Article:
They are reporting that chickens are some of the victims of the NC floods. It must be a lot of farms affected for the tv to report it. It was the same during the Louisiana floods, farmers were badly hurt. The bad weather is pointing to higher food prices, less supply, and less shipping traffic.

      • night-train says:

        Petunia: A big segment of NC’s agriculture is factory farming. And you are right, we may see a price spike especially for pork.

  6. Blackbox says:

    There has been a hoard of BNSF train engines parked in the middle of Oklahoma City along I235 for months. I haven’t stopped to count but it’s got to be at least 50+

    • OutLookingIn says:

      Those locomotives started showing up in February and since then their numbers just increase. Evidence of parked (stored) rail rolling stock is mounting.
      Lumber rail cars form a seven mile long eye sore outside Acampo with possibly over 500 units sitting idle. Hopper cars are now beginning to pile up in Michigan, along the lake shore outside Muskegon.
      Talking with other railfanning enthusiasts, they have also noticed idled rolling stock being parked on sidings, that have not seen use in years.
      I guess the railroads are running out of parking space!

      • d says:

        Who are the big dealers in scrap freight cars in America.

        Worth looking into, has to happen with the overcapacity issues that are rising here.

  7. mikey says:

    Rail shipments of coal and oil going down is a good thing. Pipelines are much more effecient and natural gas is possibly less polluting.

  8. View from the gutter says:

    This is unrelated sorry but I wanted to mention it. I live in San Jose and I noticed for lease signs all over the place on a major tech office area.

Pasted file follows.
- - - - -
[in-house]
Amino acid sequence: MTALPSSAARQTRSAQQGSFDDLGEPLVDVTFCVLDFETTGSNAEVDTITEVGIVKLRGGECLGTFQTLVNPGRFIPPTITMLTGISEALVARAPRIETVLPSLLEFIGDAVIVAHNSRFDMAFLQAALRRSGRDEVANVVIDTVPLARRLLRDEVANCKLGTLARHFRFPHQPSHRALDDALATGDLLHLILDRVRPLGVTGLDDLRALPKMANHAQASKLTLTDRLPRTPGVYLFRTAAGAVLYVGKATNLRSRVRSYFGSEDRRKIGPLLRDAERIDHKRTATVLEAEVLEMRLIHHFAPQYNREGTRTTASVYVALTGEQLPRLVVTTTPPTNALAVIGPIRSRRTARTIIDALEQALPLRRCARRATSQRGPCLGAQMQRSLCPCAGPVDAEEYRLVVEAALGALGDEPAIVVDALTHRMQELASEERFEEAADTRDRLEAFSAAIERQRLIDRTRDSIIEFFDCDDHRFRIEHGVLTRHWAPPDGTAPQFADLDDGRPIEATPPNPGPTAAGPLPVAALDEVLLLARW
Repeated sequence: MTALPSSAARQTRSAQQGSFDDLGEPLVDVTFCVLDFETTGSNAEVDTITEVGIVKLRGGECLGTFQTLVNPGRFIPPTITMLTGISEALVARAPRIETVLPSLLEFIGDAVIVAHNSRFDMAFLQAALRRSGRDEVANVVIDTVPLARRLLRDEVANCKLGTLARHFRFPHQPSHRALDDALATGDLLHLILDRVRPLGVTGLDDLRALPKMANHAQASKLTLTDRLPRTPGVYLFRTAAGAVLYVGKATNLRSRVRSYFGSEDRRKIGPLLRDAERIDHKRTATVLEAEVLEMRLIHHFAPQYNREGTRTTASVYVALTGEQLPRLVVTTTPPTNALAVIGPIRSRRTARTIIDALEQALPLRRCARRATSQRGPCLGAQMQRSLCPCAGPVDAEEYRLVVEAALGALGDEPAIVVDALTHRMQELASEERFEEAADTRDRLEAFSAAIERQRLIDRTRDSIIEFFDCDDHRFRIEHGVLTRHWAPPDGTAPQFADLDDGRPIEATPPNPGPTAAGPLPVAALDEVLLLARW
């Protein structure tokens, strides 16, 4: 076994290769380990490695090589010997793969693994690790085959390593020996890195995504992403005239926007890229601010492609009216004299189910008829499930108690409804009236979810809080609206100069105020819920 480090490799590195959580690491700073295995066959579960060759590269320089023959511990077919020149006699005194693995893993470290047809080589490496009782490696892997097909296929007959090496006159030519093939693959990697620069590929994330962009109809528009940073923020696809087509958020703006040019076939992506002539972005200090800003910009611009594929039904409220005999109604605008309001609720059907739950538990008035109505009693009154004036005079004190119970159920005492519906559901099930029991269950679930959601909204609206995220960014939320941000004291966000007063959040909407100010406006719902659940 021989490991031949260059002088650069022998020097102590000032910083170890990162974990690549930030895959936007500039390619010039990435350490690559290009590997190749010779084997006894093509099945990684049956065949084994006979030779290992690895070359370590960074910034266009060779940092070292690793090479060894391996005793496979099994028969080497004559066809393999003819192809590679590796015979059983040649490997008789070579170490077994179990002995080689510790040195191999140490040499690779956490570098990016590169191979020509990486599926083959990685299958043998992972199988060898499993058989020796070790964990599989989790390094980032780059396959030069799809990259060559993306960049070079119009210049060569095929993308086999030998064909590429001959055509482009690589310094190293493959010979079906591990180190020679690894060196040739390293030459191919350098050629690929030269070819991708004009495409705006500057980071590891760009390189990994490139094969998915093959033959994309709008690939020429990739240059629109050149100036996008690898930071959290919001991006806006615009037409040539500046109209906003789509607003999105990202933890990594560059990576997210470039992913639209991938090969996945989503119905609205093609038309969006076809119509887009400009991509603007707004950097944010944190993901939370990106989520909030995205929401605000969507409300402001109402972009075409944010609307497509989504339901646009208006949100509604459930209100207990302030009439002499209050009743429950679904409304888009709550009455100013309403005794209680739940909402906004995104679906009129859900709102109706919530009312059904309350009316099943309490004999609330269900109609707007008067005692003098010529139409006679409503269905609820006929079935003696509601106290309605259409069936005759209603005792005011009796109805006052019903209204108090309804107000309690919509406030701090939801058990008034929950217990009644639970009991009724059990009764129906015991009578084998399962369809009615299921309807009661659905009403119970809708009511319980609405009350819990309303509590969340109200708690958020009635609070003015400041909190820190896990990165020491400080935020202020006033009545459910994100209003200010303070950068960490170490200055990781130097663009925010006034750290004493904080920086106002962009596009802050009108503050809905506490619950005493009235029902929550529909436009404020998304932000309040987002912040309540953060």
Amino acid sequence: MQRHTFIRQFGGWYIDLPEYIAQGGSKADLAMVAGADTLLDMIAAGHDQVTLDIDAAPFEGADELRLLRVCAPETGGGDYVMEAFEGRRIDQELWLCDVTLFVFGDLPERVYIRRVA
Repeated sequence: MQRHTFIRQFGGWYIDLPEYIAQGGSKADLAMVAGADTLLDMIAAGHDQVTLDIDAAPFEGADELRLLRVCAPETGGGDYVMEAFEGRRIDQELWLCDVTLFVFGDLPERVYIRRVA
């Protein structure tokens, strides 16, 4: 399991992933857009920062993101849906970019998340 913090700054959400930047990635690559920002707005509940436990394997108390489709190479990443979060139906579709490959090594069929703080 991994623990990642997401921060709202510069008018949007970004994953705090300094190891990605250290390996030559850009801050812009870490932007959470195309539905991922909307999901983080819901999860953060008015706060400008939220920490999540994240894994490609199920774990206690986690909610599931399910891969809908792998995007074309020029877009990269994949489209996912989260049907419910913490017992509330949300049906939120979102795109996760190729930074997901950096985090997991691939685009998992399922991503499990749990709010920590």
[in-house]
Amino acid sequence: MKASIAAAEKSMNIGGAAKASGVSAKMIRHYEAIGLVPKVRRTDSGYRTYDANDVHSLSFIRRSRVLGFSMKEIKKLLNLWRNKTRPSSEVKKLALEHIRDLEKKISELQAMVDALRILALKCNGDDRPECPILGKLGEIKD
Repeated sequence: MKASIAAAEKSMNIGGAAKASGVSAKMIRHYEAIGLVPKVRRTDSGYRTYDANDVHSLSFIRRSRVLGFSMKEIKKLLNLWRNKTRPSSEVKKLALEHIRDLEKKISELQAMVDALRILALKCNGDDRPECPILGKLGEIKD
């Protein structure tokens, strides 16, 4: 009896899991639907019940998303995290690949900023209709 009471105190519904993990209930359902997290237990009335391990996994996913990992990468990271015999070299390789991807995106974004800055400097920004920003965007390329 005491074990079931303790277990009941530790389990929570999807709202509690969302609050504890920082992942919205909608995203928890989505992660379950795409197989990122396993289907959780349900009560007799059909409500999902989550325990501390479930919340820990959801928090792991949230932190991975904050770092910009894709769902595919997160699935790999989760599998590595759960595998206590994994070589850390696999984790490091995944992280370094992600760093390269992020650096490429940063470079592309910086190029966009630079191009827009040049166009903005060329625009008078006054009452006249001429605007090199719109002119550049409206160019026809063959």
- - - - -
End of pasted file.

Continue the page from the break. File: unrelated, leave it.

Now, I am in this area everyday and I just noticed it today. Possibly, I just noticed now because I had not been paying attention previously to the signs.

    But…I nonetheless find it strange to see so many office space for lease signs in such a highly desirable tech area.

    Is this a turning point or am I just noticing it?

    I am a native San Jose person and I remember how fast a tech graveyard can happen from the dotcom bust days.

    • Wolf Richter says:

      You’re probably not imagining it. I will have to wait until I get the Q3 data. But I already know office leasing activity in San Francisco has essentially ground to a halt in Q3.

      I should have some data in a few days, and I’ll write about it. I think you’re right. I think you’re seeing a turning point right before your eyes.

      • d says:

        Pleasure boats in the northern h are coming out for winter storage and maintenance now.

        If the cycles are consistent you will notice a lot less money being spent on those boats. Money isn’t just tight by the wrong side of the track’s today. We have noticed a lot of people who are still doing their annual maintenance are only doing minimum.

        The bigger west coast maintenance yards on the west coast are in the south but they will fill in more of your gaps. like truck’s they are Economic indicators.

        • Paulo says:

          A great many of them are now being refurbished and new builts here in BC due to the low Cdn dollar. I remember flying a few gazillionaires to see yachts for sale down around Vancouver the last time the dollar spread was so high. I often walk past a local shipyard when I am in town. Usually, I recognize the boats and names. A lot of them now are out of WA and are unfamiliar.

      • Ehawk says:

        Yeah. but the amount of new buildings that are being finished is ridiculous. so there’s a LOT of supply of retail and office space from South San Jose to Mountain View… is what I can see during my daily commute along the 101, 85, 87, and central express way via car or caltrain…

        I don’t see a turning point, because the amount of traffic is the worst I’ve seen since 1999.

  9. frederick says:

    I have a friend who owns a very sucessful kitchen and bath remodeling showroom in Huntington NY an expensive suburb of the city of NY with lots of Wall Street bankers around and she tells me she has noticed a dramatic drop in traffic as of late

  10. John Doyle says:

    Does anyone imagine this is going to ever turn around? Our whole civilization is tanking. These posts all point in the same direction and our finite world is showing us just how finite it is. Already our credit use is stealing from the future so if that keeps our future will be “nasty, brutish and short”

    • Wolf Richter says: